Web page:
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Michael Deans

Michael Deans

 

Associate Professor of Surgery, Division  of Otolaryngology
Director of Research of Surgery, Division of Otolaryngology
Adjunct Associate Professor of Neurobiology

The Deans Lab
Developmental Neuroscience
Molecular Neuroscience
Cellular Neuroscience

 

 

 

 

 

e-mail: michael.deans@utah.edu  
B.S. 1996, Michigan State University; Ph.D. 2002, Harvard University; Postdoctoral Fellow, 2002-2008, Harvard University

RESEARCH:

Mechanisms of sensory system development and cellular morphogenesis

The goal of my laboratory is to understand cellular and molecular mechanisms that guide the development and function of the auditory and vestibular sensory organs of the inner ear.  Although my primary appointment is in a clinical department, my laboratory is embedded in the Department of Neurobiology & Anatomy and located in BPRB.  As a result, my lab members are deeply integrated within the Neuroscience and BPRB research communities.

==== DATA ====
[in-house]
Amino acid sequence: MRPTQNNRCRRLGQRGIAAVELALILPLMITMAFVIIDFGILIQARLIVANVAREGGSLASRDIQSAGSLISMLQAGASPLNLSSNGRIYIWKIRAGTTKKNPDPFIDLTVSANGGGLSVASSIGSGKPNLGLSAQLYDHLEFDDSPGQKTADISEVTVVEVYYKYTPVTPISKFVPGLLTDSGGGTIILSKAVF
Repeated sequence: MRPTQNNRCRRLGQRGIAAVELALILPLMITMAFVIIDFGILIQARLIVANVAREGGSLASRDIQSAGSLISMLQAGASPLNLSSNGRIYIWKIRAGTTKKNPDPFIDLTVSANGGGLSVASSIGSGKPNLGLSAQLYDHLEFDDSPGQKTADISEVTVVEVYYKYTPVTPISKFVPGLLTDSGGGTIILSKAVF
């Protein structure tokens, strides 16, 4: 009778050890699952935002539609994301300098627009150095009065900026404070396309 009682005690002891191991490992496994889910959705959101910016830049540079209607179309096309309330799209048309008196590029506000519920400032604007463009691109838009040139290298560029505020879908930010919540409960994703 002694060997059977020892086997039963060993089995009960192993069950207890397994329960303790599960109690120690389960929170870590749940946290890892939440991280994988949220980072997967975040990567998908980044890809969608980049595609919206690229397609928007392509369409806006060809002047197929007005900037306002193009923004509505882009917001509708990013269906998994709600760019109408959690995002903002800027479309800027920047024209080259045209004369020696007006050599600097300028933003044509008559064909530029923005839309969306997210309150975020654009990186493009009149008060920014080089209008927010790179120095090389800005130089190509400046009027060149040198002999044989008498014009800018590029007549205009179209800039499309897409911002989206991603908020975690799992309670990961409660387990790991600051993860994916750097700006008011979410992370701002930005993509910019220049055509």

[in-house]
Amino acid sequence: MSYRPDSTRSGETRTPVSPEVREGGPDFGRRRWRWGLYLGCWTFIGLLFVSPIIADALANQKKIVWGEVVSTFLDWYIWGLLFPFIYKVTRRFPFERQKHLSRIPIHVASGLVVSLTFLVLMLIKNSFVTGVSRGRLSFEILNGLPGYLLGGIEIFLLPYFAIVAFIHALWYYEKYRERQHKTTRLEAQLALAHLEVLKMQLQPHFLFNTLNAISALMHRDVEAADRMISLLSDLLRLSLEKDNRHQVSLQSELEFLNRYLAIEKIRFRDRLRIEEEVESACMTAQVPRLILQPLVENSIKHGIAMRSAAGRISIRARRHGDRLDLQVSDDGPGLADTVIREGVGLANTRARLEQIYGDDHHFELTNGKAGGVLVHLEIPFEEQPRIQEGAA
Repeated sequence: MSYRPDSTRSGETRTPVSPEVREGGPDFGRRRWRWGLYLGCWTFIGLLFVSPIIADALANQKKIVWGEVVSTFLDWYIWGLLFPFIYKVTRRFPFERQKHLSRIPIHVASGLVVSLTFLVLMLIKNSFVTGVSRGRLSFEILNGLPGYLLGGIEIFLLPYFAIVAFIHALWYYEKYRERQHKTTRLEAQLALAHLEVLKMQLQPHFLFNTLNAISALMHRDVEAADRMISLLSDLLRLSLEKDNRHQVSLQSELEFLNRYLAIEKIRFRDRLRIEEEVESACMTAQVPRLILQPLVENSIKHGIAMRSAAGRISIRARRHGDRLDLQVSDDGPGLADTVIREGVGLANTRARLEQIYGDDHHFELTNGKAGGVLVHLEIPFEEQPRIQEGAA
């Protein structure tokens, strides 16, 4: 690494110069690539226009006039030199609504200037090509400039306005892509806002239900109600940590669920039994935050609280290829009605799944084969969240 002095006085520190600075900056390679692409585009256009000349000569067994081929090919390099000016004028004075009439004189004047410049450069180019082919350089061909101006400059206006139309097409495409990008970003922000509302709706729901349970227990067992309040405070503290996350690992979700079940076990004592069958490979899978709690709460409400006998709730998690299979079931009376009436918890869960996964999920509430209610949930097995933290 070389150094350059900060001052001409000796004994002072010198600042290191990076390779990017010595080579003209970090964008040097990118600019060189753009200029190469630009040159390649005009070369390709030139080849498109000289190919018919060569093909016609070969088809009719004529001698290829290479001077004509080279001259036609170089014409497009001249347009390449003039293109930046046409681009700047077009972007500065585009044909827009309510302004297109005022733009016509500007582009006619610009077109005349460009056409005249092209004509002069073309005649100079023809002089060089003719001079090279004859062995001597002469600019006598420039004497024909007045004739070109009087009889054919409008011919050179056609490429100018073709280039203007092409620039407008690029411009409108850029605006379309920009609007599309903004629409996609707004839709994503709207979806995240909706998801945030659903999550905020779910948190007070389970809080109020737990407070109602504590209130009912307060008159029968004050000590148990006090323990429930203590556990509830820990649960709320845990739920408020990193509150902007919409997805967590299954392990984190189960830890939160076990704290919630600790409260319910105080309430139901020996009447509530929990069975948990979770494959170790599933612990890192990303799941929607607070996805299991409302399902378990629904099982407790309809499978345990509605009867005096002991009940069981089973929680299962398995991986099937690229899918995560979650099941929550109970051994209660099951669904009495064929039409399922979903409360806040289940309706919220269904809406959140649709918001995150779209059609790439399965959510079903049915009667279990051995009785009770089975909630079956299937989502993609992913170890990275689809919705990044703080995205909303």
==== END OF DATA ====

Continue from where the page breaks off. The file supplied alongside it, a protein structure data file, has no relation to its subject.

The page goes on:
Our research is focused on the development of the inner ear because a number of fundamental issues in developmental biology may be directly assayed using this system.  Foremost are questions of Planar Cell Polarity.  For example, how does a cell distinguish its left side from its right and turn to face the correct direction?  Making this distinction is of paramount importance for inner ear sensory receptors because these cells detect sound and motion through the mechanical deflection of a polarized bundle of stereocilia.  Mice with misoriented stereociliary bundles have measurable hearing loss and compromised vestibular function.

Other outstanding questions relate to axon guidance and circuit assembly.  For example, how do inner ear neurons distinguish between the auditory and vestibular systems, and how do the circuits they form maintain the tonotopic or spatial maps encoded by the auditory or vestibular sensory receptors?  Remarkably we have found that both sensory receptor innervation and cellular polarity are guided by Planar Cell Polarity signals, however the mechanisms of signal integration function differently for these two developmental events.  Finally, because we are working in a peripheral sensory system and develop genetic models in the mouse, we are uniquely positioned to assay the behavioral consequences of our genetic manipulations through auditory and vestibular tests.  Ongoing research is supported by two independent NIH grants that are designed to decipher Planar Cell Polarity signaling mechanisms in these two developmental contexts. 

Deans research images

 My Bibliography:

 

Last Updated: 6/4/21